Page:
Roles of Neogenin and Matriptase-2 in Hemojuvelin-Mediated Hepcidin Expression

Project: Research project

Description

? DESCRIPTION (provided by applicant): This proposal targets the molecular basis of iron overload disorders and iron-restricted anemias, which are among the most common hematological diseases worldwide. The molecular mechanisms of iron homeostasis or its disorders are not well understood. Recent studies have identified the iron-regulatory hormone hepcidin as the key molecule responsible for the regulation of systemic iron homeostasis. Hepcidin is expressed predominantly in hepatocytes, and its expression is positively regulated by bodily iron load. Hemojuvelin (HJV) and matriptase-2 (MT2) are a pair of pivotal regulators for hepcidin expression. HJV is a robust inducer, whereas MT2 is an essential suppressor by cleaving HJV into inactive forms. Lack of functional HJV in humans markedly decreases hepcidin expression and causes juvenile hemochromatosis, the most severe form of iron overload disorders. Mutations of MT2 inappropriately increase hepcidin expression and lead to iron-refractory iron-deficiency anemia. Both HJV and MT2 are expressed in hepatocytes, and interact with neogenin, a ubiquitously expressed protein. Studies in transfected cells strongly indicate that neogenin is required for the function of HJV and MT2. However, the role of neogenin in iron homeostasis is not known. More importantly, the iron-sensing mechanism in hepatocytes is poorly understood, and it remains to be a key issue in the field of iron metabolism. The long-term goal is to better understand the mechanism of systemic iron homeostasis. The objective of this particular application is to characterize the coordination of neogenin, HJV, and MT2 in the regulation of hepcidin expression. Our central hypothesis is that neogenin and HJV constitute an axis to set the basal level of hepcidin expression in hepatocytes, and that bodily iron load negatively regulates MT2 and the shedding of hepatocyte heparan sulfate proteoglycans (HSPG) to indirectly adjust hepcidin expression to an appropriate level. This hypothesis has been formulated on the basis of the data produced by the applicants' and other laboratories. The rationale for the proposed research is that understanding the regulation of hepcidin expression by iron has the potential to develop new therapies for iron overload disorders and iron-restricted anemias. Guided by strong preliminary data, this hypothesis will be tested by pursuing two specific aims: 1) Determine the essential role of hepatocyte neogenin in hepcidin expression; 2) determine whether iron regulation of MT2 acts as a key iron sensor to modulate the induction of hepcidin expression. The approach is innovative, because it focuses on the mechanistic studies of neogenin, HJV, MT2, and HSPG in iron-regulated hepcidin expression at molecular, cellular and systemic levels. The proposed research is significant, because it is expected to provide the basis for the development of pharmacologic strategies. Successful completion of these studies will not only increase our understanding of systemic iron homeostatic mechanism but also lay the foundation for translating these advances into tangible benefits for patients with iron disorders.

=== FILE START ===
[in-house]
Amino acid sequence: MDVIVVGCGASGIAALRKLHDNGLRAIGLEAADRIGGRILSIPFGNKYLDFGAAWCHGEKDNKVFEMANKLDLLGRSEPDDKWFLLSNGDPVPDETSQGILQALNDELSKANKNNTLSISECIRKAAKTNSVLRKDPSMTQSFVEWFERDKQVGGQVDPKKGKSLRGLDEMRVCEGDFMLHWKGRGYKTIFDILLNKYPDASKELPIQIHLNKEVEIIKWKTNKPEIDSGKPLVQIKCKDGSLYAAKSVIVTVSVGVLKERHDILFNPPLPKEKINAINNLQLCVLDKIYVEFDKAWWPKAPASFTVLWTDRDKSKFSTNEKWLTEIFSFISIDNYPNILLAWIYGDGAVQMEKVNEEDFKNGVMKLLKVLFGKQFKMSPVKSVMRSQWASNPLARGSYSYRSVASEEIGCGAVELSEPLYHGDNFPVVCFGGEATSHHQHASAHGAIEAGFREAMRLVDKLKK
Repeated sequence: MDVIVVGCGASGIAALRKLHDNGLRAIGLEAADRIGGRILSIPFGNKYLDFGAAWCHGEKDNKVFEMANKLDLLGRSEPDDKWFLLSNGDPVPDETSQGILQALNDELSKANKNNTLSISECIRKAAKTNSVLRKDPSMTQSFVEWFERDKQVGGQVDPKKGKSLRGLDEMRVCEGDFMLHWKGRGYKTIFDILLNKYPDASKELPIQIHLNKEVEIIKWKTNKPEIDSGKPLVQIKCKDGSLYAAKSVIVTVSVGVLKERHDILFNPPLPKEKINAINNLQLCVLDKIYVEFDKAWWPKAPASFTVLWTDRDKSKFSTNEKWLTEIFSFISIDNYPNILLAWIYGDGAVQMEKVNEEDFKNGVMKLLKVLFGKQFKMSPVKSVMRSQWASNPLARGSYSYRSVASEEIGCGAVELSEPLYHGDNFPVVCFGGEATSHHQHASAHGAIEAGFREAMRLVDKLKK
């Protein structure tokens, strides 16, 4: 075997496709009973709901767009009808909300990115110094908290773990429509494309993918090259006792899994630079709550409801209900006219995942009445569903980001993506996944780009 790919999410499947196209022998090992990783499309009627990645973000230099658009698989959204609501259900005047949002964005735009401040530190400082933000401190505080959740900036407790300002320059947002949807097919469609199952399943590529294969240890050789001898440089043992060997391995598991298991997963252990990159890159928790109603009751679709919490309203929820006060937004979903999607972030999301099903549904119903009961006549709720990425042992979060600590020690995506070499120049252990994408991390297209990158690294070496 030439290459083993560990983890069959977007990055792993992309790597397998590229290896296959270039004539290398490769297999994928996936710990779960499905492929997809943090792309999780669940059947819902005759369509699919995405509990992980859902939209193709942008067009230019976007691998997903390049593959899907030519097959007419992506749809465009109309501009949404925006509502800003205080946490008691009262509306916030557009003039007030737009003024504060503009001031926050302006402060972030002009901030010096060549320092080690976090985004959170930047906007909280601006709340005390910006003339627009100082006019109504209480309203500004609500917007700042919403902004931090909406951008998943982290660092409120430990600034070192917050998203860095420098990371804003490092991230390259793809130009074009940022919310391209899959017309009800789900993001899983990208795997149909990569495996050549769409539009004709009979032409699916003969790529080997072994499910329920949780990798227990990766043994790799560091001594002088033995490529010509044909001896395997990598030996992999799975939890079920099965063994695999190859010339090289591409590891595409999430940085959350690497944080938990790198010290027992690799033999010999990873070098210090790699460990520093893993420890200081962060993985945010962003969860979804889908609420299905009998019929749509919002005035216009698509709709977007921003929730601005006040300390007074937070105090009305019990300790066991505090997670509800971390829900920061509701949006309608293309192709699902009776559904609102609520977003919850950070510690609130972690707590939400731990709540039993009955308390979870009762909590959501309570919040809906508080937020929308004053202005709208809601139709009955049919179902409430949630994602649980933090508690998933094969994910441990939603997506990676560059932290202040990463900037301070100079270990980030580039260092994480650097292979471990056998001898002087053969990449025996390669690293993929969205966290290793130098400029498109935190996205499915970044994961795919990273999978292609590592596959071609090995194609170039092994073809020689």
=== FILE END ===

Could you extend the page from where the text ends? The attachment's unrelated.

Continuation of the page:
StatusFinished
Effective start/end date2/1/151/31/19

Funding

  • National Institutes of Health: $332,264.00
  • National Institutes of Health: $332,264.00

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Hepcidins
Iron
Hepatocytes
Iron Overload
Homeostasis
Heparan Sulfate Proteoglycans
matriptase 2
neogenin
Anemia

ASJC

  • Medicine(all)